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Lynx from HMS Montrose in South Africa
Flight Commander Lt Cdr Paul Ellerton at the controls of Rosie.
The Mk8 Lynx almost blends in with the rocky South African landscape
Lynx from HMS Montrose

Montrose spreads the Lynx effect to South Africa

Published: 15 Mar 2012

TOURISTS in South Africa speak of the ‘big five’ safari animals – but a British warship made it six with her Lynx.
HMS Montrose’s Lynx helicopter was seen flying high over the Western Cape as she went through a week’s training.
The aircraft flew over stunning landscapes as her crew from 815 Naval Air Squadron worked with a South African Air Force maritime squadron at Ysterplaat (pronounced ace-ter-plart).
While at home operating at sea, some of the Lynx’s roles can only be practised well ashore, said Montrose’s flight commander Lt Cdr Paul Ellerton.
He said: “While operating at sea allows us to hone the majority of our skills, a disembarkation to somewhere like Ysterplaat is invaluable.
“Not only does it allow us to conduct mandated training such as instrument flying but we also have the opportunity to conduct challenging mountain flying, amidst some of the world’s most beautiful scenery.”

The Mk 8 SRU version of the aircraft was working while HMS Montrose was in for a short maintenance period in Simon’s Town. She lifted from the ship’s flight deck and flew over Chapman’s Peak Drive north up the Cape.

Met by 203 Flight’s maintainers from 22 Squadron, the British aircrew were immediately struck by the differences from Royal Naval Air Station Yeovilton where they are based.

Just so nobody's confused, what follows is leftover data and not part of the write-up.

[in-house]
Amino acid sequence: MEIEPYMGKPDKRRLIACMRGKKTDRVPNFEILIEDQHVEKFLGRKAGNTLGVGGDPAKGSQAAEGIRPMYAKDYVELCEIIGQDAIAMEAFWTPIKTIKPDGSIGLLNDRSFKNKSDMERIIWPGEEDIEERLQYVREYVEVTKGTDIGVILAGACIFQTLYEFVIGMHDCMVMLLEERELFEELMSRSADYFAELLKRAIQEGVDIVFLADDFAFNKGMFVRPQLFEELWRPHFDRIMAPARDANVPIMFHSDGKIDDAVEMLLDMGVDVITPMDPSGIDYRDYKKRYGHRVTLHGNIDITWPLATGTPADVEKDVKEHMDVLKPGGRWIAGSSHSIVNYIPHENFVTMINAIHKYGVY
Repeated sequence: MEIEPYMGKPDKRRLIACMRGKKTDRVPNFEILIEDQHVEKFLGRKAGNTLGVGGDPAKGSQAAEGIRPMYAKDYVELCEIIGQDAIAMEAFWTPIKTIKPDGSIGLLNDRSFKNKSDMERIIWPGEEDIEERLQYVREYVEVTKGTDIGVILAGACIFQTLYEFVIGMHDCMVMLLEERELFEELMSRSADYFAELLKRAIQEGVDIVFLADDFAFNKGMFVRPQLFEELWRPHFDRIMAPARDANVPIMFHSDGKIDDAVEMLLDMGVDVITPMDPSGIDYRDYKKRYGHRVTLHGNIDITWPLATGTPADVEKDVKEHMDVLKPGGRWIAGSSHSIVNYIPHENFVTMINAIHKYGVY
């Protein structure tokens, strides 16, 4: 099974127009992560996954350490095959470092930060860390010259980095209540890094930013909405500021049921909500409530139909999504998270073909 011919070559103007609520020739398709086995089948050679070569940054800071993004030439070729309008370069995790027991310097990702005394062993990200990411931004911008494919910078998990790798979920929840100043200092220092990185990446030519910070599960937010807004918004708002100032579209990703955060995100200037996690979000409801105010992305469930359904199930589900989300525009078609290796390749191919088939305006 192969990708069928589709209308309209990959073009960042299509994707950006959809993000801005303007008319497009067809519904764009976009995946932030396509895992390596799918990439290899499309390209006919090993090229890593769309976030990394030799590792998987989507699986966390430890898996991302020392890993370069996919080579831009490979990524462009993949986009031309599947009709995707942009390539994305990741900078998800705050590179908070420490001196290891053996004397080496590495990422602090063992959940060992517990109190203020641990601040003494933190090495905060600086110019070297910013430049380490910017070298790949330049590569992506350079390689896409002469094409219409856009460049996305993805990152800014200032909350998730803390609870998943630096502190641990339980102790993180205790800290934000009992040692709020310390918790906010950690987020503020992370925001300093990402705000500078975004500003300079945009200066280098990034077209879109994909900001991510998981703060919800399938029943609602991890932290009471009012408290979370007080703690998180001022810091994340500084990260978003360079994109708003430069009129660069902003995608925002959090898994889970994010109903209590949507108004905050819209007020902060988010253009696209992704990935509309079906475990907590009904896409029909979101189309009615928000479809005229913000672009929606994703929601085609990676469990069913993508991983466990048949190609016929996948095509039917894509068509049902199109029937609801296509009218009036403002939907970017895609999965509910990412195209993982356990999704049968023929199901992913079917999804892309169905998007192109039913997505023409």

Instead of sandwiches the South Africans ate a working lunch from a barbecue in 30°C heat. There was no rest for the 815 NAS crew, however, as they squeezed 12 hours’ flying into the next four days. After meeting the Super Lynx and Oryx (Super Puma) crews of 22 Sqn SAAF, the aircrew were briefed on operating in South Africa – “Plenty of airspace available; do try to avoid the ostrich farms” – was the gist as training began.

The British aircraft, nicknamed Rosie, began solo familiarisation and low level navigation training around the mountains of the Western Cape under a blazing sun.
The contrasts of South Africa became apparent from the air. Only 20 minutes from the gleaming metropolis of Cape Town the Lynx was buzzing over vineyards, mansions and shanty towns, heading on to deep valleys and high mountain passes.
There were more flights, including tactical low-level work exploring the dusty hinterland and valleys of the Cape; instrument and general flying practice at Air Force Base Langebaanweg, 60 miles to the north, and an incredible morning in the mountain flying training area, approaching 6,000 feet pinnacles without a breath of wind and views to the coast 70 miles away.
A day later, as the sun set behind Table Mountain the helicopter lifted into the night and conducted another training sortie over the lights of towns and villages.
After leaving their 22 Sqn hosts the Lynx left to re-embark in Montrose, flying low over the sea south of Robben Island where Nelson Mandela was imprisoned, past pods of whales as the crew honed their anti-surface warfare skills.
Two target vessels – a merchant ship and a leisure boat out of Cape Town– were targeted with a simulated missile attack before the helicopter returned to Simon’s Town.

Back aboard Montrose, flight observer Lt Rich Bell said: “Atlantic Patrol Task South has been an incredible deployment so far, with some unforgettable flying at different locations and we can now add South Africa to that list.
“To be able to keep your training current in different environments and ones which are so spectacular is a real privilege. South Africa’s 22 Sqn have been fantastic hosts.”
HMS Montrose is currently the Royal Navy’s patrol ship for the South Atlantic.


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